One Rule for Everyone

One rule for everyone

 

Asking the question, ‘How would I like to be treated in this situation?’ is an integrity guideline for every situation.

The results of some research that shows how many variations on the Golden Rule exist:

Christianity: ‘whatever you want men to do to you, do also to them.’

Islam: ‘No one of you is a believer until he loves for his neighbor what he loves for himself.’

Judaism: ‘What is hateful to you, do not do to your fellow man. This is the entire Law; all the rest is commentary.’

Buddhism: ‘Hurt not others with that which pains yourself.’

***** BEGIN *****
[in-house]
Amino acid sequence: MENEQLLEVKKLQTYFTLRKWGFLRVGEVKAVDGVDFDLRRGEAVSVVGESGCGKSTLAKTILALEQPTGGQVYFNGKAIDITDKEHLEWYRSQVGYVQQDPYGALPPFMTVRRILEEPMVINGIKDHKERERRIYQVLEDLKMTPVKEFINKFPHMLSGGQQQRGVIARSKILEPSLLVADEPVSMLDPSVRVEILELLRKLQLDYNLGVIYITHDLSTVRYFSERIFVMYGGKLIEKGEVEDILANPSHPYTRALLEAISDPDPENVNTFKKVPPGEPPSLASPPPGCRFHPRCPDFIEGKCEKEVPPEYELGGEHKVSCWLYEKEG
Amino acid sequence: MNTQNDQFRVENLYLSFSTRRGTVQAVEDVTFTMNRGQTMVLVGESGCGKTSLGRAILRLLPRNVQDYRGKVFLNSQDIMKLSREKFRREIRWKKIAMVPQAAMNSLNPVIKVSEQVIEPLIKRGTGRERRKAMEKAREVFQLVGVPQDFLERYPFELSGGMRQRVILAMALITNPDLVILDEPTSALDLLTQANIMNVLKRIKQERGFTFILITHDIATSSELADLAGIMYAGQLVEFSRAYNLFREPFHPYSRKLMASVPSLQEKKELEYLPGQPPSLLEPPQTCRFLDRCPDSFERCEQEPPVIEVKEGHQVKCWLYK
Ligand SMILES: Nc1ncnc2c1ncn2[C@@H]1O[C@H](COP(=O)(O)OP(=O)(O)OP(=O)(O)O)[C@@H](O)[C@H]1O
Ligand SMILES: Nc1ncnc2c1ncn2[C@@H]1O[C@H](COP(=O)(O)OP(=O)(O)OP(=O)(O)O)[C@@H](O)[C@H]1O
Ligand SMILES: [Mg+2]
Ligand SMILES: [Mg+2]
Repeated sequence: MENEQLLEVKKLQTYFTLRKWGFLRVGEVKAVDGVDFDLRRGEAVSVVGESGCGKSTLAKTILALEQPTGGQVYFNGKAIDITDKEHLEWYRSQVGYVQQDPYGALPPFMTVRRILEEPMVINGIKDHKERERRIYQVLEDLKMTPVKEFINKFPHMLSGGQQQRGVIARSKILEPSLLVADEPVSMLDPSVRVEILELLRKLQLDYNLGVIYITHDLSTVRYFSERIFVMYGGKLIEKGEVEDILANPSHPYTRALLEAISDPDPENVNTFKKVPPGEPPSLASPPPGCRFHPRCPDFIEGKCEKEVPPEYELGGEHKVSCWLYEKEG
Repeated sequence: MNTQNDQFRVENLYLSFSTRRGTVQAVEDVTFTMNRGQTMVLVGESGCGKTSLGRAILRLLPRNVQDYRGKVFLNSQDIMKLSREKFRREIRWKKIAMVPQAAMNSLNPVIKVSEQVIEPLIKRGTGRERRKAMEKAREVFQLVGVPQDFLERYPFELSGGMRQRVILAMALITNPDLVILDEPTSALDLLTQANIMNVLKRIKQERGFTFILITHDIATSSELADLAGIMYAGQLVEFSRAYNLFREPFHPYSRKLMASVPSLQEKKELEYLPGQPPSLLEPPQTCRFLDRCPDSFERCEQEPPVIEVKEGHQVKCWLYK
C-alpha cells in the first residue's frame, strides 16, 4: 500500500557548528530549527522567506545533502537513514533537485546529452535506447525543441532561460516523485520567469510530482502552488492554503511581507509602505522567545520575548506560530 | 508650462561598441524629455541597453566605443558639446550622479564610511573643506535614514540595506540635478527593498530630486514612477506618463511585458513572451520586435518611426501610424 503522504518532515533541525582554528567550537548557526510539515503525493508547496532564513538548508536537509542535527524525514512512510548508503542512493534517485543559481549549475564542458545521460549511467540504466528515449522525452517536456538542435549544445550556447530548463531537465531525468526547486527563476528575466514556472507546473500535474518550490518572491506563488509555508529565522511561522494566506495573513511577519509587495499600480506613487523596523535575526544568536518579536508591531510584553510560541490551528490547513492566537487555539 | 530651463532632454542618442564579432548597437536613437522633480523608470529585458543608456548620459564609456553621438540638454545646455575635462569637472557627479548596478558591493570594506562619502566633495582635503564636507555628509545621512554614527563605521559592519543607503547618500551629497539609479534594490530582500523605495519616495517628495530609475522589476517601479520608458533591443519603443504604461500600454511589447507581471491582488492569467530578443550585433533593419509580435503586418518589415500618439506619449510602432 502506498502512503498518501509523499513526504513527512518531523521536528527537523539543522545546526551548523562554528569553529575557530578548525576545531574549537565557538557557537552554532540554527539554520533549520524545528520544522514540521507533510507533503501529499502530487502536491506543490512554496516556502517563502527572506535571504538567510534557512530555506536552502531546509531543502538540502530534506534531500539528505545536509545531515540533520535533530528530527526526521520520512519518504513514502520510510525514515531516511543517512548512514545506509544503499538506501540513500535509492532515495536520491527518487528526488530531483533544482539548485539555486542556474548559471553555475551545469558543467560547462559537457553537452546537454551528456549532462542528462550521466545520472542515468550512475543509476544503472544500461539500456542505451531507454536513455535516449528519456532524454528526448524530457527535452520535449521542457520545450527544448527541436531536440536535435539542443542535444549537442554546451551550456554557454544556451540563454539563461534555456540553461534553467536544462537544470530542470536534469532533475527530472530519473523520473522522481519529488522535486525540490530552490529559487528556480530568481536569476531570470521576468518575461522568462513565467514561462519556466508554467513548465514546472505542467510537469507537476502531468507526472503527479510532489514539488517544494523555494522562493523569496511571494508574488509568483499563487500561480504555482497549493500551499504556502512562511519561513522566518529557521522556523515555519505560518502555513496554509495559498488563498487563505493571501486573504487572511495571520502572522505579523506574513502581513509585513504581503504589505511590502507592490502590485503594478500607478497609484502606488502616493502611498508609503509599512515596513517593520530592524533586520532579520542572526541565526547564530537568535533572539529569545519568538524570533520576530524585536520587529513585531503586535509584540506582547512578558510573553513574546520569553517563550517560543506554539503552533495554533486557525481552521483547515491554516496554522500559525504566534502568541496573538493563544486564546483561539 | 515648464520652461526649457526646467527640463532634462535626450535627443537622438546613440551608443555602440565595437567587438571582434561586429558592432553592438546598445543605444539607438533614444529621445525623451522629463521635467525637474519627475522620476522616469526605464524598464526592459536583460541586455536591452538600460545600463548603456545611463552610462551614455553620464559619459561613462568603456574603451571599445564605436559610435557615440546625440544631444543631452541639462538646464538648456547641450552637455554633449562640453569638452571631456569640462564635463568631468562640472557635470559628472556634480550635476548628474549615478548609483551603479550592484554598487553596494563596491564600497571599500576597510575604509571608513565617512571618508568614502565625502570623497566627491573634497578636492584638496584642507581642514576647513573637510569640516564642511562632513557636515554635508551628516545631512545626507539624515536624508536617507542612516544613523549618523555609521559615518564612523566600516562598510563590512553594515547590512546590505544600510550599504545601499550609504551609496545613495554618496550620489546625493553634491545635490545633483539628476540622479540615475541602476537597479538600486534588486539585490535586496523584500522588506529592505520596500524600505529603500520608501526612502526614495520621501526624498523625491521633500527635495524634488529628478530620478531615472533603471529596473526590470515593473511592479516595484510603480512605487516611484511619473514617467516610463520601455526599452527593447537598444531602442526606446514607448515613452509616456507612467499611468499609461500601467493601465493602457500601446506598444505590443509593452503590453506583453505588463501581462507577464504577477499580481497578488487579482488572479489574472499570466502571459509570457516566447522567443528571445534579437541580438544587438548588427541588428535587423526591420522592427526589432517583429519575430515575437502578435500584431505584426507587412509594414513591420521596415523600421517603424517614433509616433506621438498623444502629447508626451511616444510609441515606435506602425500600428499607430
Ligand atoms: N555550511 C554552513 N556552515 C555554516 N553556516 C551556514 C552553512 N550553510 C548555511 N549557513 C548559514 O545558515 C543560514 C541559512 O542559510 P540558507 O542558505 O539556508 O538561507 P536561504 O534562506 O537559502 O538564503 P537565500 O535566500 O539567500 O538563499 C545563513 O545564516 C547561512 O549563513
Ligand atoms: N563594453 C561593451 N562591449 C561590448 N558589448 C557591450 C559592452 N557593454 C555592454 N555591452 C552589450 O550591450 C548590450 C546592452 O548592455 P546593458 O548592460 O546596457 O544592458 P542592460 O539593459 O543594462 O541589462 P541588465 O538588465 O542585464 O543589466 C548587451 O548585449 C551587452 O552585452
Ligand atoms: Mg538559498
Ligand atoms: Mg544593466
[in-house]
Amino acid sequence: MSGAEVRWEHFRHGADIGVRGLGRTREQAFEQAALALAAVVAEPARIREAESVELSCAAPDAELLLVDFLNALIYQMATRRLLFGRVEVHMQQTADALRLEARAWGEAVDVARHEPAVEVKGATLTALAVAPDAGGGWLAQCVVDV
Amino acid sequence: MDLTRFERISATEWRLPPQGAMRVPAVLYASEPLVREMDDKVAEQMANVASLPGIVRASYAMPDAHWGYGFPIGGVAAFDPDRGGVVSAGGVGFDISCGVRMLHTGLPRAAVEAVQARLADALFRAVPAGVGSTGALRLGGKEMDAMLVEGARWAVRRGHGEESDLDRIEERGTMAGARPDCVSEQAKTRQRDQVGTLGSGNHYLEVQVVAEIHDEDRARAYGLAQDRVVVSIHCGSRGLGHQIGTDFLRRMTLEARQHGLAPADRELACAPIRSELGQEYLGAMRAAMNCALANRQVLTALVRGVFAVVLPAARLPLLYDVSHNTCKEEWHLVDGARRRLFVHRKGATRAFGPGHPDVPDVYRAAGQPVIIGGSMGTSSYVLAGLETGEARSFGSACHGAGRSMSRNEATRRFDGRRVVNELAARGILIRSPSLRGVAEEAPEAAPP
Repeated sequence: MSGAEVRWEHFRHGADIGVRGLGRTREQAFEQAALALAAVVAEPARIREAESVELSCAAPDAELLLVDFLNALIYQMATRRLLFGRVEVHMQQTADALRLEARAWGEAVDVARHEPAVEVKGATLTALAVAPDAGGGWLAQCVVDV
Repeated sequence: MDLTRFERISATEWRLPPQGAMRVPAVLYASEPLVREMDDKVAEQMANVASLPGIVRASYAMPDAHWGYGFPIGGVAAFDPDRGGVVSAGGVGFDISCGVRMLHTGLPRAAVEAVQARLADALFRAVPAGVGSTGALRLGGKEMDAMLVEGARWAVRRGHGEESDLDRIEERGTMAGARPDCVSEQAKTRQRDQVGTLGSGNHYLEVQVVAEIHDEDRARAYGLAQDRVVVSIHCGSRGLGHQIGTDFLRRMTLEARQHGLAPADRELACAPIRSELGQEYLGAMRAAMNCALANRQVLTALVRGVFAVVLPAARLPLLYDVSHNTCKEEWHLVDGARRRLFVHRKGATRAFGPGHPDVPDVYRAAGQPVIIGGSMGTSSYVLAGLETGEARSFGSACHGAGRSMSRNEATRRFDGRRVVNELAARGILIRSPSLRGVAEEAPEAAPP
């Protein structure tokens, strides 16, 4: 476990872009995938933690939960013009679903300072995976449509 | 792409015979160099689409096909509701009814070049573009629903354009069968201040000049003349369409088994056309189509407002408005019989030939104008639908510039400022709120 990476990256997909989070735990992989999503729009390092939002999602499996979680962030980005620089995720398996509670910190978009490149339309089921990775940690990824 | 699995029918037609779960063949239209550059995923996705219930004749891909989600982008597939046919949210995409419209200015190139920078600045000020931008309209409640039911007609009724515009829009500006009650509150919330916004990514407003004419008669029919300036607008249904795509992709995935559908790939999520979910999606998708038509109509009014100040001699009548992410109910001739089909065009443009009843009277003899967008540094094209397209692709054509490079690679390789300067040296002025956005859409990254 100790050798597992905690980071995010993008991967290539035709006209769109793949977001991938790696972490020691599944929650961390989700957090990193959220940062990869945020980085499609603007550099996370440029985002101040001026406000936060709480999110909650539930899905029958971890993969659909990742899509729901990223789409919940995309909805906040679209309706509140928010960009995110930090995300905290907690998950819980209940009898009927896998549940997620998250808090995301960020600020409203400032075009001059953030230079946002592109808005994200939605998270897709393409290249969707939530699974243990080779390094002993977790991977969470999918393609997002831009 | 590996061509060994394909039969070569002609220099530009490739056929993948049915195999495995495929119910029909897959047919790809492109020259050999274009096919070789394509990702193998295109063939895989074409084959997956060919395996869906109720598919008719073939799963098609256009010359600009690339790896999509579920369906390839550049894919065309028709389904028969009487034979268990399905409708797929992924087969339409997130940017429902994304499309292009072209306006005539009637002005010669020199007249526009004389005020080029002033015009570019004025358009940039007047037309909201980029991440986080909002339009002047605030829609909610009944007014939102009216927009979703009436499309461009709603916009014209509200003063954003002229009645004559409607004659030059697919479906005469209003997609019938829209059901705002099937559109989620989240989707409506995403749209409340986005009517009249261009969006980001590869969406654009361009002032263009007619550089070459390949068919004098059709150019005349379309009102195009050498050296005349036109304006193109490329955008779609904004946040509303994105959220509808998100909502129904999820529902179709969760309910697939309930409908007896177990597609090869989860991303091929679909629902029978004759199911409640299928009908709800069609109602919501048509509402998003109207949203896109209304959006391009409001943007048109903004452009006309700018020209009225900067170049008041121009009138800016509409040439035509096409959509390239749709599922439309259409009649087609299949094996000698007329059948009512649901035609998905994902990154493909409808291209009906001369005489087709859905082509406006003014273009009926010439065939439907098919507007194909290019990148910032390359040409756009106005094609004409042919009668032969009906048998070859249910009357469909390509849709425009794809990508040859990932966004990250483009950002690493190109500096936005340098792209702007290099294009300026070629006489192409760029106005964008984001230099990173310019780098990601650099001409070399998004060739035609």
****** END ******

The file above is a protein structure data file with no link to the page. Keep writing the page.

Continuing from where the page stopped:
Hinduism: ‘this is the sum of duty; do naught unto others what you would not have them do unto you.’

Zoroastrianism: ‘Whatever is disagreeable to yourself, do not do unto others.’

Confucianism: ‘What you do not want done to yourself, do not do to others.’

Bahai: ‘And if thine eyes be turned towards justice, choose thou for thy neighbor that which thou choosest for thyself.’

Jainism: ‘A man should wander about treating all creatures as he himself would be treated.’

Yoruba Proverb (Nigeria): ‘One going to take a pointed stick to pinch a baby bird should first try it on himself to feel how it hurts.’

John C Maxwell, Ethics 101, (New York: Center Street, 2003) p16-17

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